‘And then, as the cloth was split in two, long, black hair tumbled forth, still attached to grey bones, now wet in the midday sun. …Behind, a crow called accusingly.’ Prologue.
My first impression of The Bishop’s Girl was of a quiet story of frustrated lives as two scholars in hushed archives are stymied in their own ambitions by their boss. And this is indeed one of the stories threaded amidst several layers in this novel. But then it becomes clear that this no less than a cold case detective story. From few clues arise many questions. Why, for instance, was the Bishop considered so important as to be dug up from a wartime district and then reburied in England? How did an unidentified woman come to be buried with him? Who was she? The scholars, Jess and Billy, find hints and fragments in the old letters but will these leads come to anything? And I read on enthralled by the mystery of it.
As we learn more of the unexpected century old romantic connection with Greece, and as Jess begins an affair, I found myself reading for the tangle of relationships between lovers, between spouses, between parents and children, and all of their messiness and importance.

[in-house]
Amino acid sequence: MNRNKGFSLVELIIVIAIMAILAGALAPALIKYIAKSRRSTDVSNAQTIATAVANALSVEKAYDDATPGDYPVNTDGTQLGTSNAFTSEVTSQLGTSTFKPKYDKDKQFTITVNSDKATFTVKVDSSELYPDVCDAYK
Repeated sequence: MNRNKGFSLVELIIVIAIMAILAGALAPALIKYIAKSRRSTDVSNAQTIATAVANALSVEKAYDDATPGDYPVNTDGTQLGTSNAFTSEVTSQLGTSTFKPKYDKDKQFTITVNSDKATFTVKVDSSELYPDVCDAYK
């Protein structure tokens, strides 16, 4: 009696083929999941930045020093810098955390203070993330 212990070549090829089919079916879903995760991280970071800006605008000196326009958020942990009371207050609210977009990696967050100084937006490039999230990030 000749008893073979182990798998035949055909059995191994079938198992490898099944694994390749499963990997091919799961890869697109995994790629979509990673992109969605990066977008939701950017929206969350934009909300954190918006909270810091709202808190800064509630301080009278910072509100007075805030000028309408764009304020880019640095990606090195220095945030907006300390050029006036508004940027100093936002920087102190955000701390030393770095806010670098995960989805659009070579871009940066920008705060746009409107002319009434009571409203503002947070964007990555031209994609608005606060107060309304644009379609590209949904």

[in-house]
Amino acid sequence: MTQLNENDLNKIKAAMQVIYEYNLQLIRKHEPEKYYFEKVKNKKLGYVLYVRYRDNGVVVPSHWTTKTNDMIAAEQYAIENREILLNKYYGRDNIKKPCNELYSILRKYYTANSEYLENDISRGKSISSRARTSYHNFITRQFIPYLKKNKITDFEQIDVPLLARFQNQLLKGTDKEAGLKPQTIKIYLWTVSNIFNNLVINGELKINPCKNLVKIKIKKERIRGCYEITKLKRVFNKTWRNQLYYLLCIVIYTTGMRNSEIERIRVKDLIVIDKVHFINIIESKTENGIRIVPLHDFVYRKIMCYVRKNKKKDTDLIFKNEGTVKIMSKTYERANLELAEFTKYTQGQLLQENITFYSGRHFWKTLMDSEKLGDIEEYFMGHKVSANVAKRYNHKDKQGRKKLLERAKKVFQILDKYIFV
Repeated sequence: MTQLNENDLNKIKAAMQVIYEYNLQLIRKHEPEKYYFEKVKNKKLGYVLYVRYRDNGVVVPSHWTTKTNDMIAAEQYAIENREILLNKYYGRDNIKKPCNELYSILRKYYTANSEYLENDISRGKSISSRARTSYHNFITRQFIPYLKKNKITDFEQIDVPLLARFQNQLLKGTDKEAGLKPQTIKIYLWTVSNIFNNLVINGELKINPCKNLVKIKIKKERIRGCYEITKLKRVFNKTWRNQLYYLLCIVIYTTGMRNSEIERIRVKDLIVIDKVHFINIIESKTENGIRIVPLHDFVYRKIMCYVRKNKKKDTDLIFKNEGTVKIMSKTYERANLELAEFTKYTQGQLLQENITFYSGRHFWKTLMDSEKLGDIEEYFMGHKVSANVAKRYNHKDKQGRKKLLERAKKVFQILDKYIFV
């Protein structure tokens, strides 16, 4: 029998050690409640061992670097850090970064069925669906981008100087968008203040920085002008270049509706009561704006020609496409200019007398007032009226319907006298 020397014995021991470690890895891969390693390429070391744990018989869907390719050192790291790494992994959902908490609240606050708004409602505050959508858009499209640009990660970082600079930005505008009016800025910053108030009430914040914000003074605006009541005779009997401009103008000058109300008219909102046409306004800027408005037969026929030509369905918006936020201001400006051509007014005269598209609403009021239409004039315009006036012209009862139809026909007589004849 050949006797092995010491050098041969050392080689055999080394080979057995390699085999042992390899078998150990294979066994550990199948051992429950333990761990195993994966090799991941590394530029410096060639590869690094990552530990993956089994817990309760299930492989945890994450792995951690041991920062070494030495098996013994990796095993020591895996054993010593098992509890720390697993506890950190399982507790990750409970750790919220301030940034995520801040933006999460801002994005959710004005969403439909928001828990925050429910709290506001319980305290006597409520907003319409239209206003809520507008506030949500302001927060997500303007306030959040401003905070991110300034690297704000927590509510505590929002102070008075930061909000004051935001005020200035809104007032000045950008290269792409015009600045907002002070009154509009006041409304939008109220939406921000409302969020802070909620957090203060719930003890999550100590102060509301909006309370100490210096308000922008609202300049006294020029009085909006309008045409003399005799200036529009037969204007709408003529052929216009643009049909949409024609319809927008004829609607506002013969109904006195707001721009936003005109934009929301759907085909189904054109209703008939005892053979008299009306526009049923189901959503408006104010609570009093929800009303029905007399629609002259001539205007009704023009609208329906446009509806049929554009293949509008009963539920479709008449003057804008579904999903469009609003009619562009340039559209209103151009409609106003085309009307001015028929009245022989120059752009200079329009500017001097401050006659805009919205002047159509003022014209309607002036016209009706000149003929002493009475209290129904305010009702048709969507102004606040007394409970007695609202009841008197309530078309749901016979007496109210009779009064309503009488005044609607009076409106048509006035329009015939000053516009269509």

But now, with hindsight, I think this absorbing and satisfying novel is mostly a story of secrets, especially of secrets within families, and how they can have far reaching repercussions. It is a great read on all these levels.
Where to find The Bishop’s Girl which is published by Odyssey Books. At BookDepository, Amazon, and Bookshop Org, and Waterstones, among others. More excellent short stories by Rebecca Burns can be read in Artefacts and Catching the Barramundi. Her novels also include Beyond the Bay. See her website here.
You are with Mark at Baffled Bear Books. I am guardian and blundering typist for Mawson Bear, Ponderer of Baffling Things and one of this bright world’s few published bears. Mawson has his own website too, called (wiggles ears modestly) Mawson Bear.